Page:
Here is death, before our eyes: its pain, its certainty. The twirl of a red cape, the deception, the charge of the bull (already wounded, already in pain), the setting of the sword, up, up, now the stare, the eye, injury and death only seconds away.

The overall story and drama of The Moment of Truth are familiar but, we suspect, truthful. Young Miguel goes to the city, takes bullfighting lessons from the master, Pedrucho (played by Pedrucho Basauri), attracts the eye of an impresario Don Ernesto (played by Don Ernesto), joins the group of toreros (played by real toreroes) quickly becomes a star in the ring, lives the high life with, among others, real-life actress/playgirl Linda Christian, (playing “Linda”). He fights, whirls, lives a moment more. The “Oles“ pour down. He makes a mistake, but recovers. And then….Inevitably…

Rosi began his career as Luchino Visconti’s assistant director on the great Sicilian neo-realist epic La Terra Trema. (Visconti’s other assistant was Franco Zeffirelli.) The Moment of Truth is, in way, a neo-realist film itself. It suggests somehow a Terra Trema mixed with La Dolce Vita. Rosi, a leftist political cineaste, but also a poet, shows us here real life, real people, a real world. Much of Truth is shot documentary style, but without an omniscient narrator. Rosi, like any great film realist, opens our eyes. What we see hurts.

Most sports movies are a bit sentimental. But some bullfighting movies, like some great boxing films, are among the few that touch the edge of tragedy. Of grace. Savagery. Adoration. Death. “In the afternoon,” as Hemingway said. The bull, death, the sword, only inches away. Ole, Miguelin. Ole, Rosi. They caught something on film others fear and dream about. Saw what some wish never to see. But the blood will always be there, no matter how many times you look away.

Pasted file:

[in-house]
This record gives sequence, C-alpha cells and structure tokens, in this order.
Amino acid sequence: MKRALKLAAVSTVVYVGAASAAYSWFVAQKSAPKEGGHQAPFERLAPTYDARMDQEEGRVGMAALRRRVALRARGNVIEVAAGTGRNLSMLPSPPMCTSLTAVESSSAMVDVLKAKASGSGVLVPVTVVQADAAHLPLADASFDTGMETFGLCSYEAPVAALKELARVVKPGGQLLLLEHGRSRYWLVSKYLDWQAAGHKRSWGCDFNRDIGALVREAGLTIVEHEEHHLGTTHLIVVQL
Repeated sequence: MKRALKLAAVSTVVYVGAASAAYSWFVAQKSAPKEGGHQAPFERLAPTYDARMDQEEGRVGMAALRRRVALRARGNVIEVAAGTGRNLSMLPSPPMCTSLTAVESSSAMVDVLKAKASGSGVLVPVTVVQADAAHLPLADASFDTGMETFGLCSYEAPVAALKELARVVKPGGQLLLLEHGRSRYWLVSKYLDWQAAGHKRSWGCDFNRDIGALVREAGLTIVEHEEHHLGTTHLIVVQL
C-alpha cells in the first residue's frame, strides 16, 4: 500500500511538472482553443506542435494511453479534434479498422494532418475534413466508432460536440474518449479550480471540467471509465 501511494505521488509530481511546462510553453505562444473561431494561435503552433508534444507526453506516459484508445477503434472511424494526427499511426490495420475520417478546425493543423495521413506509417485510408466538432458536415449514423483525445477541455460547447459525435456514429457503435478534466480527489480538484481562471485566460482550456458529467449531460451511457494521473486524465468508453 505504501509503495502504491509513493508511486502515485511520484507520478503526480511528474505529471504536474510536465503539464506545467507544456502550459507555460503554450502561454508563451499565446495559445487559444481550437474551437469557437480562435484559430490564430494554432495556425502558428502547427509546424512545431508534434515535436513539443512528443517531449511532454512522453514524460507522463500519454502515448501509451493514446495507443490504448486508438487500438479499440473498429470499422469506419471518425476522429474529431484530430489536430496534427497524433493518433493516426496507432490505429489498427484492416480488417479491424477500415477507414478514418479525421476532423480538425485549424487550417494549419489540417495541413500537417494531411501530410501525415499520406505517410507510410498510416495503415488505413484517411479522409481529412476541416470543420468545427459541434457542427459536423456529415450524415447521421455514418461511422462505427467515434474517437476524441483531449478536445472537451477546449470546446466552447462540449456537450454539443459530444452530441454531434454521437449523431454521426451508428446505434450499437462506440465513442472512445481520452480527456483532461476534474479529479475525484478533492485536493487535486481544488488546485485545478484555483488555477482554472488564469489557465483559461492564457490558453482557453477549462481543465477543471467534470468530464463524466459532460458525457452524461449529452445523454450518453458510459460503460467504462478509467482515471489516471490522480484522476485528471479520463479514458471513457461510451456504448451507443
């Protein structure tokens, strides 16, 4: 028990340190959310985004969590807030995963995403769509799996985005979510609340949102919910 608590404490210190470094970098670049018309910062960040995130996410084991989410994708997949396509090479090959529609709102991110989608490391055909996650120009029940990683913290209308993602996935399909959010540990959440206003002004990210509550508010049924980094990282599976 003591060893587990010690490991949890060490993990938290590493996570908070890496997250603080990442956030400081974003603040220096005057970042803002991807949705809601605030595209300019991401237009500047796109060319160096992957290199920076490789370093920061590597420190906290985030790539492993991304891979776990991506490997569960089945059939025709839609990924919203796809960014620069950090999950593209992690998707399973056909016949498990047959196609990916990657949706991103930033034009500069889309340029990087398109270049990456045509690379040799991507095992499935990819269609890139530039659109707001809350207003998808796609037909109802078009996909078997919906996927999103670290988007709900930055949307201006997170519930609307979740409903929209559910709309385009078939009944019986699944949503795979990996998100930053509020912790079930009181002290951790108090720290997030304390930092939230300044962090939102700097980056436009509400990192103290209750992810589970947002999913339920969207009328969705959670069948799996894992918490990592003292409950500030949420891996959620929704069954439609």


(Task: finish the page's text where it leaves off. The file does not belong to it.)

Extras: Video interview with Francesco Rosi; booklet with essay by Peter Matthews.

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It shows how out of it I was in trying to be in it, acknowledging that I was out of it to myself, and then thinking, “Okay, how do I stop being out of it? Well, I get some legitimate illogical narrative ideas” — some novel, you know?

So I decided on three writers that I might be able to option their material and get some producer, or myself as producer, and then get some writer to do a screenplay on it, and maybe make a movie.

And so the three projects were “Do Androids Dream of Electric Sheep,” “Naked Lunch” and a collection of Bukowski. Which, in 1975, forget it — I mean, that was nuts. Hollywood would not touch any of that, but I was looking for something commercial, and I thought that all of these things were coming.